The impetus of this post is due to the fact that our partner and creator of the SugarCon mobile application, CrowdCompass, sent over some cool usage metrics around the event.
The results were illuminating. There were well over 300 users of the application, on just the iPhone alone – with a small number of iPad and Blackberry users. This represents nearly half of the attendees of the event. And the app was accessed nearly 3,000 times. Pretty nice numbers for a little free app focused on a single three day event.
Ok, apart from bragging about the awesome job my team did in working with CrowdCompass to create a great mobile app – I do have a point. It is this…
The iPhone has made mobile a must have. As more businesses adopt iPhone and iPad devices (and Droids as well) – we are going to see more and more demand – from END USERS – for great mobile experiences. SugarCRM for example is answering the call with a resident iPad app and better iPhone and Droid support through partner Appcelerator.
But forget about the vendor side – the user side as I note is very important. Does your current CRM implementation support mobile usage in any way? Can you customize it? And, if you have yet to deploy a mobile CRM strategy, will that involve an additional learning curve?
These are important questions – and if you haven’t answered them (or at least started asking them) – you may be in danger of seeing an end user revolt. There are a lot of methods for managing data on mobile devices that can sync to online or other data repositories that are NOT managed by your organization. Organizations without a strong mobile strategy run the risk of falling back into the “data silo” crises that nudged them into a central CRM in the first place.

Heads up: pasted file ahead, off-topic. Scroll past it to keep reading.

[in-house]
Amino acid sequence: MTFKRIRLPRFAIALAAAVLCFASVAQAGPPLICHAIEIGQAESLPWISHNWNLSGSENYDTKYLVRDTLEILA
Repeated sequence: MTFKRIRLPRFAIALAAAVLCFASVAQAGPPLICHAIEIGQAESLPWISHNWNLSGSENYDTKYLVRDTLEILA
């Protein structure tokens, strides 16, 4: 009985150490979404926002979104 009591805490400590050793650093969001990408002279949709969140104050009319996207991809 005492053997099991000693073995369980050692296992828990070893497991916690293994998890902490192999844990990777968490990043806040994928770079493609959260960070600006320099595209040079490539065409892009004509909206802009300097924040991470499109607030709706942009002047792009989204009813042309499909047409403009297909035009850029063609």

I am almost of the mind that as we look at new trends like social CRM – they should be secondary to a strong internal mobile initiative for many organizations. Think of it this way – mobile is less about traveling salesmen these days and more about taking your iPhone to a lunch meeting, or meeting on the other side of the office, and not dragging your laptop.
Simply put, the notion of “connected” has changed in profound ways. And we should all be doing our best to keep our associates connected – to their CRM, to their prospects and customers, and to each other – as much as possible.